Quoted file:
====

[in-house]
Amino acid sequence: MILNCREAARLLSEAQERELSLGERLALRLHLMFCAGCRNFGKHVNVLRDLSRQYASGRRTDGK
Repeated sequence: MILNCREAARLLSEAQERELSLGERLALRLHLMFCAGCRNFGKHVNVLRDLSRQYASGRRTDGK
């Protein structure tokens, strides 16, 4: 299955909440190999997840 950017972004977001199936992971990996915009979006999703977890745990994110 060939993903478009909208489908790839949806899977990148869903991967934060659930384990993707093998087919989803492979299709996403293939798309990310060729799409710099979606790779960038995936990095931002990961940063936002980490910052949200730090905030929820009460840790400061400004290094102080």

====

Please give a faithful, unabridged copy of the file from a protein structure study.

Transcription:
[in-house]
Amino acid sequence: MILNCREAARLLSEAQERELSLGERLALRLHLMFCAGCRNFGKHVNVLRDLSRQYASGRRTDGK
Repeated sequence: MILNCREAARLLSEAQERELSLGERLALRLHLMFCAGCRNFGKHVNVLRDLSRQYASGRRTDGK
């Protein structure tokens, strides 16, 4: 299955909440190999997840 950017972004977001199936992971990996915009979006999703977890745990994110 060939993903478009909208489908790839949806899977990148869903991967934060659930384990993707093998087919989803492979299709996403293939798309990310060729799409710099979606790779960038995936990095931002990961940063936002980490910052949200730090905030929820009460840790400061400004290094102080």